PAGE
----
in volume, learning and acrimony. In 1889 he published a revision of the fossil mammals of Argentina in two large quarto volumes abundantly illustrated. During thirty years of work Ameghino described over 500 new genera, with probably some thousands of species of fossil mammals.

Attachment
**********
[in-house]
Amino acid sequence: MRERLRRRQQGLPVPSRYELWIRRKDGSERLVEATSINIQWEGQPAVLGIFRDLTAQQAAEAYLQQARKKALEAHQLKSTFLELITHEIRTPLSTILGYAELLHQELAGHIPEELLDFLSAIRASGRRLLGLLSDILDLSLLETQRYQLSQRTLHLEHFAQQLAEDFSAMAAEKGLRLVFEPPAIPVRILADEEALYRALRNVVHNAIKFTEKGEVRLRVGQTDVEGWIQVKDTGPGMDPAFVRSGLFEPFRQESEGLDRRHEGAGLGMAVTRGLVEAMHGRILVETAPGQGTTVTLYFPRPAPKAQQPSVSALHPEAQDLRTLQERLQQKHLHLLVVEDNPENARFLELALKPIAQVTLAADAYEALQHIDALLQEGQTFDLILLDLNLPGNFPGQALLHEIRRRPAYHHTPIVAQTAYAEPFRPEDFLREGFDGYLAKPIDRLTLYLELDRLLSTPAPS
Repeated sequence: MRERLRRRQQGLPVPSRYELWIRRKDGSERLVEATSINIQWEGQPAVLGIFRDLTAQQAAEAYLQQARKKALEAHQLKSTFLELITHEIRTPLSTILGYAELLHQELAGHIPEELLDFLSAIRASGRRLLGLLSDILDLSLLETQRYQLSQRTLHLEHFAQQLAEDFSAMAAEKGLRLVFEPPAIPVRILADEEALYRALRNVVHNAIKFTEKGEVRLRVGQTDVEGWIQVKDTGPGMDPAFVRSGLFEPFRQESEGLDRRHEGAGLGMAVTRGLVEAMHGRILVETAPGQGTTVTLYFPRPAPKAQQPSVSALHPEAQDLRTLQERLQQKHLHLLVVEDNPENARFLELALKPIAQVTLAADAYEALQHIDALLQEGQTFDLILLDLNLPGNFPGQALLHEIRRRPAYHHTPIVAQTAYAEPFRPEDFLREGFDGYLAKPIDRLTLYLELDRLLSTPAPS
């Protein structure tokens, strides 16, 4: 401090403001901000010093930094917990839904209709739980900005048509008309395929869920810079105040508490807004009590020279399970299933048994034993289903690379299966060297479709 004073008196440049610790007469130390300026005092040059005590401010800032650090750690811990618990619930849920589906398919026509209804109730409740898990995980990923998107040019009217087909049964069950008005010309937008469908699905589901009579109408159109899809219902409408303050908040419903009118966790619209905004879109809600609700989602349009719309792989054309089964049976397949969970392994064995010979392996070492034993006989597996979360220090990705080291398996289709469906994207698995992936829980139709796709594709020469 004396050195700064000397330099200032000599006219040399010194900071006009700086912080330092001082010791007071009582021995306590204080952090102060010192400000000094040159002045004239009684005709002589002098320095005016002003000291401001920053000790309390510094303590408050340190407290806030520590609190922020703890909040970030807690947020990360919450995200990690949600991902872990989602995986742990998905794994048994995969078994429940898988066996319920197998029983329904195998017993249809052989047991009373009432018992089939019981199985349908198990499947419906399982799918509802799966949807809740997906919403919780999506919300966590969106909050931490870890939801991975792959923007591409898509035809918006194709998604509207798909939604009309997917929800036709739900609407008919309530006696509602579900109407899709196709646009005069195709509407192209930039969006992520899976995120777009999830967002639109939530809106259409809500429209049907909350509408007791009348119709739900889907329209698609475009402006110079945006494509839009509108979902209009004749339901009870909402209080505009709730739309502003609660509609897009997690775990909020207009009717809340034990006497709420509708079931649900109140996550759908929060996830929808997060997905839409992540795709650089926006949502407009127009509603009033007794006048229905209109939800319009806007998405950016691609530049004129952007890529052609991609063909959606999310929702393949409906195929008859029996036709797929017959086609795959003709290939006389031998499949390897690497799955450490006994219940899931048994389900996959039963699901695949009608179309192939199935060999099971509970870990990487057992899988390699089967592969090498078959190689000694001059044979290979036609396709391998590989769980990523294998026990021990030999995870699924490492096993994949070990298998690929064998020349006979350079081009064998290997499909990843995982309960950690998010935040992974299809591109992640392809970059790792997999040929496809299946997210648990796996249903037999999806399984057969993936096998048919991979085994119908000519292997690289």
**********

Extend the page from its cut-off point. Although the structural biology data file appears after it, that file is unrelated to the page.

These papers made known to science a whole new world of animal life. The Tertiary mammals of South America were as different from those of the rest of the world as is the modern Australian fauna, and for most of our knowledge of them we are indebted to Ameghino. Besides the Santa Cruz with its wonderful riches of fossil mammals, he described a series of older faunas no less interesting. That so much should be accomplished by one man is remarkable enough. It is far more remarkable that he should achieve so much in spite of straitened means, and bitter official opposition, which he had, it must be admitted, brought upon himself by his vehement, combative and controversial